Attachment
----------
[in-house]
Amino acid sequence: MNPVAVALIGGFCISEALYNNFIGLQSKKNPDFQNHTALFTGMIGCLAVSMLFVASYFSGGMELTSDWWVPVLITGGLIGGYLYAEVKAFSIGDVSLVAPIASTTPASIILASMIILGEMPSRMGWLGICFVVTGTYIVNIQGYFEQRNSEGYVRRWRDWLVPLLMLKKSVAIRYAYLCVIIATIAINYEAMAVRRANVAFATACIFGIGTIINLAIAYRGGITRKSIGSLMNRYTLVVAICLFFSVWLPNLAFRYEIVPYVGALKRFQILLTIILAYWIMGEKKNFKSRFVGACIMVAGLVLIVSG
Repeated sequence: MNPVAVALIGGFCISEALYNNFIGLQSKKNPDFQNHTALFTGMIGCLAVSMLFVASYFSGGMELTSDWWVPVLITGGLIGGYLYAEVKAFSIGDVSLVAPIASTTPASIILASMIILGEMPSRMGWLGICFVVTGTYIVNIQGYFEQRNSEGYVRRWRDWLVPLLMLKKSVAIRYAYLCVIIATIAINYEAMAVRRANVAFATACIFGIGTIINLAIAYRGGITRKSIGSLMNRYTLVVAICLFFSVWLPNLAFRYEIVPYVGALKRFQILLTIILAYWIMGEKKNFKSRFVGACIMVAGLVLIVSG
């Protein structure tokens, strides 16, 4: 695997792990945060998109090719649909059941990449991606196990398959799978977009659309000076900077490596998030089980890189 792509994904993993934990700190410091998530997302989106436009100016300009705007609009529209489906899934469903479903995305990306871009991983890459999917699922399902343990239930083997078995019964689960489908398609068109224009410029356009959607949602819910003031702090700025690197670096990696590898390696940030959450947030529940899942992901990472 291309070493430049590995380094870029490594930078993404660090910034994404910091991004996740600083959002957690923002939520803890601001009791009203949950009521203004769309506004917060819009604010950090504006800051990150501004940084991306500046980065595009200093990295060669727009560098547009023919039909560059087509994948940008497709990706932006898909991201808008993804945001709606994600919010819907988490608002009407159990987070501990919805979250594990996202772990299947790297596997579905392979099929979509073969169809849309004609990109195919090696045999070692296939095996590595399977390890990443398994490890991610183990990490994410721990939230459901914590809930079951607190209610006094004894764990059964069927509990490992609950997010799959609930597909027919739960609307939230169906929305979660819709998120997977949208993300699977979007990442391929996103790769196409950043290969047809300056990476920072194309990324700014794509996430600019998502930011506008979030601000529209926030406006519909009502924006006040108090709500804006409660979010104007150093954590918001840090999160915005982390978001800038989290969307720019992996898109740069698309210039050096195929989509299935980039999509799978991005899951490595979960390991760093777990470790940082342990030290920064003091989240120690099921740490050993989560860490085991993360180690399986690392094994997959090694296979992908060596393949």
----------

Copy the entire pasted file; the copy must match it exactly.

[in-house]
Amino acid sequence: MNPVAVALIGGFCISEALYNNFIGLQSKKNPDFQNHTALFTGMIGCLAVSMLFVASYFSGGMELTSDWWVPVLITGGLIGGYLYAEVKAFSIGDVSLVAPIASTTPASIILASMIILGEMPSRMGWLGICFVVTGTYIVNIQGYFEQRNSEGYVRRWRDWLVPLLMLKKSVAIRYAYLCVIIATIAINYEAMAVRRANVAFATACIFGIGTIINLAIAYRGGITRKSIGSLMNRYTLVVAICLFFSVWLPNLAFRYEIVPYVGALKRFQILLTIILAYWIMGEKKNFKSRFVGACIMVAGLVLIVSG
Repeated sequence: MNPVAVALIGGFCISEALYNNFIGLQSKKNPDFQNHTALFTGMIGCLAVSMLFVASYFSGGMELTSDWWVPVLITGGLIGGYLYAEVKAFSIGDVSLVAPIASTTPASIILASMIILGEMPSRMGWLGICFVVTGTYIVNIQGYFEQRNSEGYVRRWRDWLVPLLMLKKSVAIRYAYLCVIIATIAINYEAMAVRRANVAFATACIFGIGTIINLAIAYRGGITRKSIGSLMNRYTLVVAICLFFSVWLPNLAFRYEIVPYVGALKRFQILLTIILAYWIMGEKKNFKSRFVGACIMVAGLVLIVSG
């Protein structure tokens, strides 16, 4: 695997792990945060998109090719649909059941990449991606196990398959799978977009659309000076900077490596998030089980890189 792509994904993993934990700190410091998530997302989106436009100016300009705007609009529209489906899934469903479903995305990306871009991983890459999917699922399902343990239930083997078995019964689960489908398609068109224009410029356009959607949602819910003031702090700025690197670096990696590898390696940030959450947030529940899942992901990472 291309070493430049590995380094870029490594930078993404660090910034994404910091991004996740600083959002957690923002939520803890601001009791009203949950009521203004769309506004917060819009604010950090504006800051990150501004940084991306500046980065595009200093990295060669727009560098547009023919039909560059087509994948940008497709990706932006898909991201808008993804945001709606994600919010819907988490608002009407159990987070501990919805979250594990996202772990299947790297596997579905392979099929979509073969169809849309004609990109195919090696045999070692296939095996590595399977390890990443398994490890991610183990990490994410721990939230459901914590809930079951607190209610006094004894764990059964069927509990490992609950997010799959609930597909027919739960609307939230169906929305979660819709998120997977949208993300699977979007990442391929996103790769196409950043290969047809300056990476920072194309990324700014794509996430600019998502930011506008979030601000529209926030406006519909009502924006006040108090709500804006409660979010104007150093954590918001840090999160915005982390978001800038989290969307720019992996898109740069698309210039050096195929989509299935980039999509799978991005899951490595979960390991760093777990470790940082342990030290920064003091989240120690099921740490050993989560860490085991993360180690399986690392094994997959090694296979992908060596393949």